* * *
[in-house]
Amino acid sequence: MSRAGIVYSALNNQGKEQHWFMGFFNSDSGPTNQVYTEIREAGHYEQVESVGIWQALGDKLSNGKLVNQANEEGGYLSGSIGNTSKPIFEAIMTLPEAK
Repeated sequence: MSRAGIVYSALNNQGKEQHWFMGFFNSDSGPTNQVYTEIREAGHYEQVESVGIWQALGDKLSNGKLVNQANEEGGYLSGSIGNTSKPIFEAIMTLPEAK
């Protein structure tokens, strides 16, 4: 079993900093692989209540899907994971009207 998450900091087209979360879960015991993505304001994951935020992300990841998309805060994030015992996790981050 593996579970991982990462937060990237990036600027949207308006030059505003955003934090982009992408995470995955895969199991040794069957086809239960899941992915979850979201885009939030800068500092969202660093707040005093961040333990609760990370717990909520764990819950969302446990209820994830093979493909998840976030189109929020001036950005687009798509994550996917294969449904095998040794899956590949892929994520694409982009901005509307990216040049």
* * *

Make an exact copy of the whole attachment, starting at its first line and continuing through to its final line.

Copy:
[in-house]
Amino acid sequence: MSRAGIVYSALNNQGKEQHWFMGFFNSDSGPTNQVYTEIREAGHYEQVESVGIWQALGDKLSNGKLVNQANEEGGYLSGSIGNTSKPIFEAIMTLPEAK
Repeated sequence: MSRAGIVYSALNNQGKEQHWFMGFFNSDSGPTNQVYTEIREAGHYEQVESVGIWQALGDKLSNGKLVNQANEEGGYLSGSIGNTSKPIFEAIMTLPEAK
């Protein structure tokens, strides 16, 4: 079993900093692989209540899907994971009207 998450900091087209979360879960015991993505304001994951935020992300990841998309805060994030015992996790981050 593996579970991982990462937060990237990036600027949207308006030059505003955003934090982009992408995470995955895969199991040794069957086809239960899941992915979850979201885009939030800068500092969202660093707040005093961040333990609760990370717990909520764990819950969302446990209820994830093979493909998840976030189109929020001036950005687009798509994550996917294969449904095998040794899956590949892929994520694409982009901005509307990216040049």